Money-saving tips: Thailand is famed for its fantastic markets, where you can pick up everything from kitchen appliances to the famous elephant pants. Whilst the prices are always relatively low, haggle to receive an even better deal – don’t be shy! You’re also able to re-fill water bottles in machines outside Tesco for just 1 Thai baht a litre, so take advantage and stay hydrated.


China is the world’s most populous country, and is an amazing mix of cutting-edge modern life and a deeply-held traditional heritage. China has more TEFL opportunities than many other Asian countries, and a huge range of variety in placements; you can teach learners of all ages in locations ranging from tranquil farming villages to fast-paced world-leading cities, all whilst saving some cash.

What will it cost?

Currency: Chinese Renminbin (CNY)

Street food meal 20CNY (£2.00)
One night in a mid-range hostel, Beijing From 40CNY (£4.00)
Local transport, one way 2CNY (£0.20)
Local beer 6CNY (£0.60)
1.5 litre bottle of water 3CNY (£0.30)

Money-saving tips: Trains in China are great and an affordable way to see the country; tickets can be bought at stations but the process can be a bit confusing, so don’t be afraid to ask for help! Imported goods like coffee are pretty expensive in China, so why not can the caffeine and opt for a more traditional Chinese drink like jasmine or green tea? They’re better for you anyways.

Boat moored off the coast of the island full of palm trees, Caribbean Islands


India is a vast and hugely varied country in South Asia, with the world’s second-largest population. From up-and-coming tech cities in the north to peaceful hippie retreats and idyllic beaches in the south, India has everything an adventurous traveller could want. There are teaching opportunities at all levels; from young children to professional learners, and living here won’t break the bank.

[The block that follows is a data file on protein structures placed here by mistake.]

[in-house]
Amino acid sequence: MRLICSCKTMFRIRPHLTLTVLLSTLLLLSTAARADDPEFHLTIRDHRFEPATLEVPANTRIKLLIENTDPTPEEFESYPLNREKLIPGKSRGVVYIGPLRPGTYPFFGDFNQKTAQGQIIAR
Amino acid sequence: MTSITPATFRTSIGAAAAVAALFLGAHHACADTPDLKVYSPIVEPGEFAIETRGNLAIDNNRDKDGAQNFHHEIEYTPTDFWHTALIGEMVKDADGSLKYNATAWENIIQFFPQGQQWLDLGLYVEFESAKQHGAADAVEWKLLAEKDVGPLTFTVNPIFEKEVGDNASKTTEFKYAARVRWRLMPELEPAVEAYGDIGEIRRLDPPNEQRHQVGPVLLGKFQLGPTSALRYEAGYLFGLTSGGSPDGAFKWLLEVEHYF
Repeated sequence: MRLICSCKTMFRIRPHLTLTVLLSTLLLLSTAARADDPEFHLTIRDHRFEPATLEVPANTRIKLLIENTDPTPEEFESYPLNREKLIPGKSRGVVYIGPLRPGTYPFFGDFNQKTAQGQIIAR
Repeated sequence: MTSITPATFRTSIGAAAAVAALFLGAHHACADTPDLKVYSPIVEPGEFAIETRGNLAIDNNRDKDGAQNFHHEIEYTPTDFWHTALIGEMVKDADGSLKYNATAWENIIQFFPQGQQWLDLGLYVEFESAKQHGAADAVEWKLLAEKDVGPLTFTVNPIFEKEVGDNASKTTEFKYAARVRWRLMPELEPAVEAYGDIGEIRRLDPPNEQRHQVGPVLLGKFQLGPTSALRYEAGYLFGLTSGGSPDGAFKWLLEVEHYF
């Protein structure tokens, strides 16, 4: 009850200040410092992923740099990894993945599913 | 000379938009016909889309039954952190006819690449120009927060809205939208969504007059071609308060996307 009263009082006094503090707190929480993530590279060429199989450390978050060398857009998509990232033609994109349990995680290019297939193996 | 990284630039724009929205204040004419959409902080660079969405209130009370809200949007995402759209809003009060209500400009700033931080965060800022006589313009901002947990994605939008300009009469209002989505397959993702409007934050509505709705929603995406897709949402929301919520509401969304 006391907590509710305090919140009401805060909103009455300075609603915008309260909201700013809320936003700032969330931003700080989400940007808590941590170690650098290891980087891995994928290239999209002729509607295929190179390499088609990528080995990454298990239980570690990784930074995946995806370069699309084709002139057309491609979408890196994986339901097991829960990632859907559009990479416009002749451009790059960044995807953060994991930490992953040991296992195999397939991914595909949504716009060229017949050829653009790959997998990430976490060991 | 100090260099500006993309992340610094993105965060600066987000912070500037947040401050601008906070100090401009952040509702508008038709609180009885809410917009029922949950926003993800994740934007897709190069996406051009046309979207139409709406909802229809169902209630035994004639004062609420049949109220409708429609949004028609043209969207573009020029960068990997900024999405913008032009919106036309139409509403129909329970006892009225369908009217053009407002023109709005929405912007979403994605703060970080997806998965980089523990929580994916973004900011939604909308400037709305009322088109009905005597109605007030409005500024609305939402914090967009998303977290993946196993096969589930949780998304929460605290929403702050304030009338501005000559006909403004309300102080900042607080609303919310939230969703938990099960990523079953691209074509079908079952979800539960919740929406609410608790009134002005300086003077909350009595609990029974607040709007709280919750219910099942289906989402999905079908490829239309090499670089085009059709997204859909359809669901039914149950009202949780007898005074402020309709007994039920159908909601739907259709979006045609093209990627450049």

What will it cost?

Currency: Indian rupees (INR)

Street food meal 120INR (£1.20)
One night in a mid-range hostel, New Delhi From 300INR (£3.00)
Local transport, one way 15INR (£0.15)
Local beer 100INR (£1.00)
1.5 litre bottle of water 27INR (£0.30)

Money-saving tips: Travel within India can be a hectic affair, with such a huge population trying to make their way around, so it’s easier and cheaper to pre-book your train or coach tickets if you can, and opt for a non-air-conditioned taxi if the opportunity is there. Guided tours around tourist traps like temples or the Taj Mahal can really rack up the prices, so why not grab your guide book and set out with some friends?


Vietnam is an astonishingly picturesque country on the eastern coast of Southeast Asia. It’s packed with beautiful French colonial cities, eye-opening historical sites, tranquil waterways and an electric atmosphere that attracts travellers from all over the globe.  Soak up the rich (if sometimes unpleasant) history and explore picture-perfect landscapes at amazingly low prices.

What will it cost?

Currency: Vietnamese dong (VND)

Street food meal 40,000VND (£1.20)
One night in a mid-range hostel, Hanoi From 130,000VND (£4.00)
Local transport, one way 7,000VND (£0.20)
Local beer 17,000VND (£0.50)
1.5 litre bottle of water 11,000VND (£0.30)

Money-saving tips: Each evening in Vietnam, city streets come alive with drinkers taking advantage of 10p pints and cheap meals; a tradition known as bia hoi. This is a great way to try some home cooking and meet the locals! As with anywhere in Southeast Asia, haggle hard when you’re shopping to secure a better price on your groceries, souvenirs etc.